However, historical archaeology has tended to de-emphasize archaeometric analyses because of the availability of a documentary record.
In this study, we investigated whether dendrochronology can be used to determine the felling dates and origin of the trees that were used as wooden pile foundations under historic buildings.Dating and dendroprovenancing of the timber was possible for eight out of nine buildings.Dating methods in historical archaeology differ little from the methods of archaeology in general.Both absolute and relative dating approaches are employed.Once the timeline exists, the age of similar wood (e.g., from a nearby house) can be established by pattern-matching.
The ultimate tree-ring chronology is the 'master' timeline of bristlecone pines - a chronology spanning more than 9,000 years.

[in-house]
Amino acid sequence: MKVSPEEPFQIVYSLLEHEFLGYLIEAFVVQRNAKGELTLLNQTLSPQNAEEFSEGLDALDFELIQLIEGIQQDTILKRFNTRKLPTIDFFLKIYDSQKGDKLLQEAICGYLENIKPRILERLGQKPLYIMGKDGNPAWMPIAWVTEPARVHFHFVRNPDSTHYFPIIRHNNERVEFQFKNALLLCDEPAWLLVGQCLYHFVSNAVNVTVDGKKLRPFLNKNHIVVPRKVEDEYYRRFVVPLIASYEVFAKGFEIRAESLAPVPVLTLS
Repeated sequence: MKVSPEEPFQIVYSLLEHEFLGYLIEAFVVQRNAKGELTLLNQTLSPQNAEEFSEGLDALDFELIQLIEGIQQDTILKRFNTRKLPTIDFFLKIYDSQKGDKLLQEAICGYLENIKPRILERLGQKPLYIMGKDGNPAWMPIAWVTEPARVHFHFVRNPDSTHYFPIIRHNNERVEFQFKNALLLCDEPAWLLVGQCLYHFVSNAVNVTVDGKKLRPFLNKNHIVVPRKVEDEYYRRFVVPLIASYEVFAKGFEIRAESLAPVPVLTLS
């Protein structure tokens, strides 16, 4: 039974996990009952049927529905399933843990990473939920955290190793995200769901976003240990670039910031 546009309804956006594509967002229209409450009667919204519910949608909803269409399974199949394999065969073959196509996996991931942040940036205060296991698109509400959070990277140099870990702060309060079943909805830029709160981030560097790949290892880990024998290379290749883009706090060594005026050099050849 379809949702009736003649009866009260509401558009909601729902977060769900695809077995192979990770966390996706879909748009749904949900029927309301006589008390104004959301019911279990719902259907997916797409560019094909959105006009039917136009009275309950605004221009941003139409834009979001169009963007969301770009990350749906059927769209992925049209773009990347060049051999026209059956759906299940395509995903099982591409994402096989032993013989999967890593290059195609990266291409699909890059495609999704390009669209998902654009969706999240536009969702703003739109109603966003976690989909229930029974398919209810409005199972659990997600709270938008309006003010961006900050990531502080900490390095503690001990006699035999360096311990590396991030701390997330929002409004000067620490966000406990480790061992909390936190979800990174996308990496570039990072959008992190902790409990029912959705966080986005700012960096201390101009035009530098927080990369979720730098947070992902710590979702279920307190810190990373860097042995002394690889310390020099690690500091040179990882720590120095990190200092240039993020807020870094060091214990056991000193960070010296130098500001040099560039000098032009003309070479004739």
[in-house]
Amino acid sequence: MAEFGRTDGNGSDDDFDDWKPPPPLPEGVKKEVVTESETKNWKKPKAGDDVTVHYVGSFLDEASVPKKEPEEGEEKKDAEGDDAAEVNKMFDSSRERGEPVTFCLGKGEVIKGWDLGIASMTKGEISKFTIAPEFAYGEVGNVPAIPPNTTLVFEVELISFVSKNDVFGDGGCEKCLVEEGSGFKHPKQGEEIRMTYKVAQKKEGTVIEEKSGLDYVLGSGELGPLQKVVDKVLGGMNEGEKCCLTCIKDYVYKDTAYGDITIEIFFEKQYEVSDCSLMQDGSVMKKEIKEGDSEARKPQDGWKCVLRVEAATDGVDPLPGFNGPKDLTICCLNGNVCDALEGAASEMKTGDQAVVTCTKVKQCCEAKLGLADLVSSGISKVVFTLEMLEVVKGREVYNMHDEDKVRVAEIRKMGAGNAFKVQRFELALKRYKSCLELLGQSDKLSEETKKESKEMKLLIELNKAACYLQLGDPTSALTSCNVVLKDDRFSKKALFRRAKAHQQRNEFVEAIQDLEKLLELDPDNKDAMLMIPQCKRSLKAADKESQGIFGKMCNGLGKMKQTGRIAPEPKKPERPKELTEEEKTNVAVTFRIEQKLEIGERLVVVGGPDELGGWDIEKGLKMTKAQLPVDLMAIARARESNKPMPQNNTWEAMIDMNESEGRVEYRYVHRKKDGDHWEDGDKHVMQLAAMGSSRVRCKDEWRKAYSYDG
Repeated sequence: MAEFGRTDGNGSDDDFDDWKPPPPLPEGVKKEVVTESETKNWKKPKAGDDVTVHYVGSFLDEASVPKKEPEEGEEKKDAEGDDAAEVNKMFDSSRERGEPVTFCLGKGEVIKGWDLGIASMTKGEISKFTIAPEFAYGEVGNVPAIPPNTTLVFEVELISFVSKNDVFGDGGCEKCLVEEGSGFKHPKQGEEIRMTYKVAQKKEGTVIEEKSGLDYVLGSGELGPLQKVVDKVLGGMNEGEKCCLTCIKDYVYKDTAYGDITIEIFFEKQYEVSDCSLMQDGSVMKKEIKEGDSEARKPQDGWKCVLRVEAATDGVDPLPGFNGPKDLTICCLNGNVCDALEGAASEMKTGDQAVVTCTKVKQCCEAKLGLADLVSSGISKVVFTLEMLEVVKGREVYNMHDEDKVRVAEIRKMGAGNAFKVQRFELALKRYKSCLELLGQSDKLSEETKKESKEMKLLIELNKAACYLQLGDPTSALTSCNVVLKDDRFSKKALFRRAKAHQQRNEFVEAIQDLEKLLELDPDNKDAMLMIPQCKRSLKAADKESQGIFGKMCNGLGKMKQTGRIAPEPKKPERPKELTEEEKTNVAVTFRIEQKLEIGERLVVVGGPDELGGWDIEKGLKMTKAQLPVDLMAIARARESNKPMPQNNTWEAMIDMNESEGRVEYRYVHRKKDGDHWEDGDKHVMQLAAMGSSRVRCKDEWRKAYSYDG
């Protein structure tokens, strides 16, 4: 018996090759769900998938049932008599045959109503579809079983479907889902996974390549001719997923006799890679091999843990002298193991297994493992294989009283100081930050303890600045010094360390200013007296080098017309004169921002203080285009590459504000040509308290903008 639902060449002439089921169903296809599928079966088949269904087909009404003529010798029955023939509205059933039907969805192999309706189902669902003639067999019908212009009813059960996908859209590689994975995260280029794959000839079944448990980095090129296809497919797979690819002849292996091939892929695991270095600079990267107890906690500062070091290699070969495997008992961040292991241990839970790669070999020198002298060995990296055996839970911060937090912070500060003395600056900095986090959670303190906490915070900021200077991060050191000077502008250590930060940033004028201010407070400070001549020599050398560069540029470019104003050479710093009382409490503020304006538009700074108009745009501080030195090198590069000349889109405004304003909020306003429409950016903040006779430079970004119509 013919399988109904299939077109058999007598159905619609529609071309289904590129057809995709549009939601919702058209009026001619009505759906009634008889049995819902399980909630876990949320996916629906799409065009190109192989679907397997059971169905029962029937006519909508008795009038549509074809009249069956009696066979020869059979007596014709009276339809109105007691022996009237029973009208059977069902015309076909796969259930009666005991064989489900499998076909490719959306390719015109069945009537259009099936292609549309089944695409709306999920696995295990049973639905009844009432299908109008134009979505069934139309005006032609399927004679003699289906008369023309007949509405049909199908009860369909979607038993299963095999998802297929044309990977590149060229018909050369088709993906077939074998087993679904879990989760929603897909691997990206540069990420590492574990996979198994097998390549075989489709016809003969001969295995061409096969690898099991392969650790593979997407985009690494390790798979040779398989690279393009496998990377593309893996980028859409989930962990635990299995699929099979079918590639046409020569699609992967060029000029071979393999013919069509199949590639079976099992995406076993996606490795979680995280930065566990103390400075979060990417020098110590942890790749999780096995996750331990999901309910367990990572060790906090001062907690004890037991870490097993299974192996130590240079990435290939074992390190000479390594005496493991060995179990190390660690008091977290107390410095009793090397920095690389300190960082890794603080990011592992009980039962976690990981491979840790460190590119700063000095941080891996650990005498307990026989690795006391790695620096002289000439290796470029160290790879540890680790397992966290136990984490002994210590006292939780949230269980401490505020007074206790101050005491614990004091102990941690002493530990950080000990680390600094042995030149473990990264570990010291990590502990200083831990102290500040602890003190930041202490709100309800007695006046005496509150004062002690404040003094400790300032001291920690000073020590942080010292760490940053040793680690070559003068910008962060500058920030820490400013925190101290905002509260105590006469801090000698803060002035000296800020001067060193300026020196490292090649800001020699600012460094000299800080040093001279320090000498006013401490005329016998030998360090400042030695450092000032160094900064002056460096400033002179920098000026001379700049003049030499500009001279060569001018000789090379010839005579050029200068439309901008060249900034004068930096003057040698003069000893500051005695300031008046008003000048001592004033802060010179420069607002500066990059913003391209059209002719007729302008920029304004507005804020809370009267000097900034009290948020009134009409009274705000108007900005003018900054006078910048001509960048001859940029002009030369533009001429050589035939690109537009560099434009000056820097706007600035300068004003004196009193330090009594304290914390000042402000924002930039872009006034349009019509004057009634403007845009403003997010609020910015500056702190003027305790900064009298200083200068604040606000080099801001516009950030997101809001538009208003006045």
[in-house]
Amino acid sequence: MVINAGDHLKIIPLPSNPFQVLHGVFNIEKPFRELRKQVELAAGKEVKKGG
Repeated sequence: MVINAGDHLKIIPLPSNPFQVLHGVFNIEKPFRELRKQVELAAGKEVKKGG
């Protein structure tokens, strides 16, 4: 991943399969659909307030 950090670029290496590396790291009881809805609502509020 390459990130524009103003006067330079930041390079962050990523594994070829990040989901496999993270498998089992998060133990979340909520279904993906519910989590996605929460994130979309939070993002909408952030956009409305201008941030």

Detection of the felling date and origin of the trees used as piles allowed determination of the time lag between felling of the tree and implementation of the timber.
Any possible effects of storage and/or transportation time on the susceptibility of the timber to bacterial degradation are considered.
Radiocarbon dating generally is not reliable for samples postdating c.
Dendroarchaeology almost exclusively uses ring-width (RW) data for dating historical structures and artefacts.
The carpenter laying out joints in the frame used a pair of dividers and a marking device to transfer the irregularities of one timber to its mate.